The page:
At a national level, the profile of AVMA leadership positions demonstrates an unequal representation of women amongst the colleges of which they are alumnae.  Some colleges, notably Iowa State University and Washington State University have alumnae in greater numbers than colleges like University of California, Davis, or the Ohio State University, among others.

Stories of Women Deans in Veterinary Medicine

Though our student population has been over 50% female for almost three decades and now exceeds 80% at many colleges of veterinary medicine―the national average is 78%―there are only six women deans in the US (20%, similar to US Congress).

One of the great thrills of writing about leaders is interviewing them and finding out what makes them so successful, while recognizing that they are most often ordinary people doing exceptional things in an extraordinary way.  Here are the stories of two deans, Dr. Sheila Allen (University of Georgia) and Dr. Eleanor Green (Texas A&M University).

Not surprisingly, the deans credit mentors as one of the significant reasons for their success as veterinarians and as academic leaders.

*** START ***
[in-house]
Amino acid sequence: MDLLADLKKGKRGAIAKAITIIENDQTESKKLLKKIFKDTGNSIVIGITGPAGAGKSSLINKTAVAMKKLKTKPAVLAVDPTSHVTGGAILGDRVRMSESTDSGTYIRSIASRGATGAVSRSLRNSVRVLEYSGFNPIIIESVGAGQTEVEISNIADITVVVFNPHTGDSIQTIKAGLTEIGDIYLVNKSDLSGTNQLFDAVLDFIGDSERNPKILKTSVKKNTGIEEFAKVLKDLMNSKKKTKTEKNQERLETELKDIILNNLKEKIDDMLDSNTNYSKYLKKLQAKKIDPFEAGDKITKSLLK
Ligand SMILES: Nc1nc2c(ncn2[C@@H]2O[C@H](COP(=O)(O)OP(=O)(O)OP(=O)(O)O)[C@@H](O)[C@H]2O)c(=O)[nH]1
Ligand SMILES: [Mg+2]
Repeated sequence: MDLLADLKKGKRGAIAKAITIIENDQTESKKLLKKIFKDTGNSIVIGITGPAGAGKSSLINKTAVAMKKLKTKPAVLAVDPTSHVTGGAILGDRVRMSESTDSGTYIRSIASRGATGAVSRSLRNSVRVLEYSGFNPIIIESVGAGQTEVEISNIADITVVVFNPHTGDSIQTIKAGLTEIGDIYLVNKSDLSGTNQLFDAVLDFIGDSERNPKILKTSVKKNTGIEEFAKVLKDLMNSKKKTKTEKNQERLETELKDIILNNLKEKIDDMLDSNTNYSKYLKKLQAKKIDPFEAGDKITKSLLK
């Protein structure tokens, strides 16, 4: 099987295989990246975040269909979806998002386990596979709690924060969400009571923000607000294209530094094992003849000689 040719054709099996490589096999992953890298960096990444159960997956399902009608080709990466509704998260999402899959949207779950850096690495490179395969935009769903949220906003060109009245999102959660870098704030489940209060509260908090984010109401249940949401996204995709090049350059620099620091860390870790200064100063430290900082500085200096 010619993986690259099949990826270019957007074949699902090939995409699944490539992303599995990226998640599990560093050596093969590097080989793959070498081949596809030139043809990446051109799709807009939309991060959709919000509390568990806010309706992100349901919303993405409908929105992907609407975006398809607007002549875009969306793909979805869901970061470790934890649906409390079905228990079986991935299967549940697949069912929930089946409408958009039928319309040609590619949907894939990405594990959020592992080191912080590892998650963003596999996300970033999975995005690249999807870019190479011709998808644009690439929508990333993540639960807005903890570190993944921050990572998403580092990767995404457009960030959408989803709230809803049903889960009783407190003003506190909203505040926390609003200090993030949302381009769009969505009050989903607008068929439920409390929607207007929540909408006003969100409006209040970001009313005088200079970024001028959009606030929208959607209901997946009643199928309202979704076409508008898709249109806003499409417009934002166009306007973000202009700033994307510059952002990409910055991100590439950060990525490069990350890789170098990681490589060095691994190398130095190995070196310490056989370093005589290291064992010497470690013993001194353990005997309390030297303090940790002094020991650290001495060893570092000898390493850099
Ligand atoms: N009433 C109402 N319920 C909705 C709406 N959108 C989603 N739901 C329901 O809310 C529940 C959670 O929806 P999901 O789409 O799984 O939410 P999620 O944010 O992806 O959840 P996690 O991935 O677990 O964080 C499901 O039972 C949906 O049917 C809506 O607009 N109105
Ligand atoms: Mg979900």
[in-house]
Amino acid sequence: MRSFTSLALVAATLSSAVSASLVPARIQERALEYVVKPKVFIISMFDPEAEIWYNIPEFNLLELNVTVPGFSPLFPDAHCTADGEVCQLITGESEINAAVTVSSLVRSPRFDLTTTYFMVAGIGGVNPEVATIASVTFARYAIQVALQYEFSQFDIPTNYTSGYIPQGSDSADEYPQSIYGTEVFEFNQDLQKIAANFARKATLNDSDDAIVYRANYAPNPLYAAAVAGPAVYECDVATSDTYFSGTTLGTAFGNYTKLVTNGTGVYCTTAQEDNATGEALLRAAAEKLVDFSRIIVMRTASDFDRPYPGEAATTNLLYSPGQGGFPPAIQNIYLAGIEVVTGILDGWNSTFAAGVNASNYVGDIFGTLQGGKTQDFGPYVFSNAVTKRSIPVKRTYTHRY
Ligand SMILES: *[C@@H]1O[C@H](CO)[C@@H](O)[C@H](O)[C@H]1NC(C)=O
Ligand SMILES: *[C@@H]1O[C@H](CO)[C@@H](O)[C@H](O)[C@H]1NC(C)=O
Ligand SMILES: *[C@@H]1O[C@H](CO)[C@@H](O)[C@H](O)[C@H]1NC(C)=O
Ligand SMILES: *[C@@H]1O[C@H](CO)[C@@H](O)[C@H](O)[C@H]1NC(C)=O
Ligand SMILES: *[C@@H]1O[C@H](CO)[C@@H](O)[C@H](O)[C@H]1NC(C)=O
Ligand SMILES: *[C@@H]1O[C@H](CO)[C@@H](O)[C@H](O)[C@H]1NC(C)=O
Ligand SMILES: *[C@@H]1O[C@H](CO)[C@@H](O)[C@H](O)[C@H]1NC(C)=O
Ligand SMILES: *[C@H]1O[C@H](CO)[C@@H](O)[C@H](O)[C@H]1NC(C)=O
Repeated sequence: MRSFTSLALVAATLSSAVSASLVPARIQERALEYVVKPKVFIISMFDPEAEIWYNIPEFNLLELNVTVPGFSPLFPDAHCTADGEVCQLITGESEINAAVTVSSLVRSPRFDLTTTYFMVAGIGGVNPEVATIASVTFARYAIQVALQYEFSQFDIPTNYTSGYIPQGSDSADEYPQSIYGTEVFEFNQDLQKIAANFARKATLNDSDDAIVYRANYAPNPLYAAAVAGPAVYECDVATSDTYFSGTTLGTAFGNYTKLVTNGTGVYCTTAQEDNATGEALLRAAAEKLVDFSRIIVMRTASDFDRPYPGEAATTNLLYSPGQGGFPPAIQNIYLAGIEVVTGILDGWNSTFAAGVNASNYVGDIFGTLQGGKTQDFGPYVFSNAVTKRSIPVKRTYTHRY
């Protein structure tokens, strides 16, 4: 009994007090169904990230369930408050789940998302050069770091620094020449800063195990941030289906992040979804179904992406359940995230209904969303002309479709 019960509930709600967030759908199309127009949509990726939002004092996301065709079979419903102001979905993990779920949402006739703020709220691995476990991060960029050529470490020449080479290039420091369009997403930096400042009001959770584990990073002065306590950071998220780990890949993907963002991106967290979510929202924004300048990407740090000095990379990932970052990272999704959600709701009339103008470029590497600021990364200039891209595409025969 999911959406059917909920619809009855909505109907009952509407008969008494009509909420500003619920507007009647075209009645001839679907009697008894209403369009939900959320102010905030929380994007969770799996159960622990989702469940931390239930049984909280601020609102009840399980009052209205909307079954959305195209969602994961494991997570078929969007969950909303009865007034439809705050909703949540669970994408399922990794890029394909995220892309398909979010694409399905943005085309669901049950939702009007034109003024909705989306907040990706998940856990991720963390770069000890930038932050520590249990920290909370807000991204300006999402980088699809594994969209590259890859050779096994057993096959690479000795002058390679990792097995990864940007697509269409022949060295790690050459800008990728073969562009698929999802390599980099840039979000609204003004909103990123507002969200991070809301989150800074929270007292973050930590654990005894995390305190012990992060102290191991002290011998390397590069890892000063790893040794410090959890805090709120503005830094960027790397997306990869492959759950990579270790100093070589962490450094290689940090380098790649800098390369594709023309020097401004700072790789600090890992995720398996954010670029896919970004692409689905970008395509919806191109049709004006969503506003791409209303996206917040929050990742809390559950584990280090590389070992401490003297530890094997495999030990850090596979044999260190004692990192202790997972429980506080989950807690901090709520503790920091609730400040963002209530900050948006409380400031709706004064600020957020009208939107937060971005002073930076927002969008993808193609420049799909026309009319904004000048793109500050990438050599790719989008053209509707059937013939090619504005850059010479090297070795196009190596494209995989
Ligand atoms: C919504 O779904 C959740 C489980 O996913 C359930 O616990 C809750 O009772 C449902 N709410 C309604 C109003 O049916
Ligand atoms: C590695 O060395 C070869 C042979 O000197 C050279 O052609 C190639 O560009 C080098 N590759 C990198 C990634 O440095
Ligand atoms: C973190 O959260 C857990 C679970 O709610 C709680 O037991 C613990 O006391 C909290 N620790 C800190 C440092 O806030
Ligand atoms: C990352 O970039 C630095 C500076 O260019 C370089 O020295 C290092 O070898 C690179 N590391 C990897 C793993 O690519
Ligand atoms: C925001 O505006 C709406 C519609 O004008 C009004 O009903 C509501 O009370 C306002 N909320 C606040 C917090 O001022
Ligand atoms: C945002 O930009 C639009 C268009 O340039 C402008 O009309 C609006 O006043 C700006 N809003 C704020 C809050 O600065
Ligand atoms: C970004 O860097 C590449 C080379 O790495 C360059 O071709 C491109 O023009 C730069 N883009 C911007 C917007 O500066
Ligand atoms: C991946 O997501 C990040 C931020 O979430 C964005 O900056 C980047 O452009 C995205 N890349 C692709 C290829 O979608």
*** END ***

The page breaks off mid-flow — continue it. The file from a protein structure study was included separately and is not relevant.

Women’s Veterinary Leadership Development Initiative, and Courses in Women’s Leadership

The Women’s Veterinary LeadershipDevelopment Initiative (WVLDI) has sponsored and organized several educational programs in the last few months, and has exciting plans for the next year. Sponsors include the AVMA and CEVA Animal Health.

A successful women’s leadership development course for students at Cornell was held on March 1. Thirty-five first-, second- and third year students attended the six-hour Saturday program, with guest speakers from New York, Massachusetts and Connecticut.

Participants in the First Student Course for Women's Leadership,
held at Cornell University on March 1st. Instructors in the middle of the front row are
Linda Tintle DVM, Julie Kumble MEd, Susan Wylegala DVM, and Andrea Dennis-LaVigne DVM
(Photo by the author)
With acknowledgement and thanks to the Women’s Veterinary Leadership Development Initiative, led by Drs. Karen Bradley (President), Stacy Pritt (Vice President), and Douglas Aspros (Secretary-Treasurer); and the rest of the directors. 

Dr. Smith can be reached at